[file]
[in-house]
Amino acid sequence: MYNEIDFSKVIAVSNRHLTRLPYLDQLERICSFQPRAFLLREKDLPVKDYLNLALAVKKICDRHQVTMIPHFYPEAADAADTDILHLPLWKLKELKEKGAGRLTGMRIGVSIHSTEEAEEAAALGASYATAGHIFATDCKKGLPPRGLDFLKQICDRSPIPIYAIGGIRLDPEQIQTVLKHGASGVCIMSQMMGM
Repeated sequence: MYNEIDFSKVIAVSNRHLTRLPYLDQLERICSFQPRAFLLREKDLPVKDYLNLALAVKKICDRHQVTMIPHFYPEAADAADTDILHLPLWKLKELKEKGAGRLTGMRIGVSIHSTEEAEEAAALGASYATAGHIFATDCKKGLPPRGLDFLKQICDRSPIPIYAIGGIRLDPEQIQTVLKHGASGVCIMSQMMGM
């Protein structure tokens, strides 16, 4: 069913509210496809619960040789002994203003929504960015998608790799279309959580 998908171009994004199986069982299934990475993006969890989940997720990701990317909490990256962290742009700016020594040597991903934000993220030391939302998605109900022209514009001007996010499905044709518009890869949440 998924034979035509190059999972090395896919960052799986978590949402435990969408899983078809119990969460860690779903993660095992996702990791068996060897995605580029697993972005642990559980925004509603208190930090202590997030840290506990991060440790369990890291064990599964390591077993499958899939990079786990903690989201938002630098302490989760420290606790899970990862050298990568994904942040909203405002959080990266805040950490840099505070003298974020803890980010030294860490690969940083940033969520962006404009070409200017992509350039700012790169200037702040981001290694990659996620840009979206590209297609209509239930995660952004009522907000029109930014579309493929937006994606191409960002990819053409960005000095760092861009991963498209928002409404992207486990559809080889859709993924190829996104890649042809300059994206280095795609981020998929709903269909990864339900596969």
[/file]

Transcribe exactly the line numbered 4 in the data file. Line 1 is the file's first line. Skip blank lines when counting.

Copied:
């Protein structure tokens, strides 16, 4: 069913509210496809619960040789002994203003929504960015998608790799279309959580 998908171009994004199986069982299934990475993006969890989940997720990701990317909490990256962290742009700016020594040597991903934000993220030391939302998605109900022209514009001007996010499905044709518009890869949440 998924034979035509190059999972090395896919960052799986978590949402435990969408899983078809119990969460860690779903993660095992996702990791068996060897995605580029697993972005642990559980925004509603208190930090202590997030840290506990991060440790369990890291064990599964390591077993499958899939990079786990903690989201938002630098302490989760420290606790899970990862050298990568994904942040909203405002959080990266805040950490840099505070003298974020803890980010030294860490690969940083940033969520962006404009070409200017992509350039700012790169200037702040981001290694990659996620840009979206590209297609209509239930995660952004009522907000029109930014579309493929937006994606191409960002990819053409960005000095760092861009991963498209928002409404992207486990559809080889859709993924190829996104890649042809300059994206280095795609981020998929709903269909990864339900596969």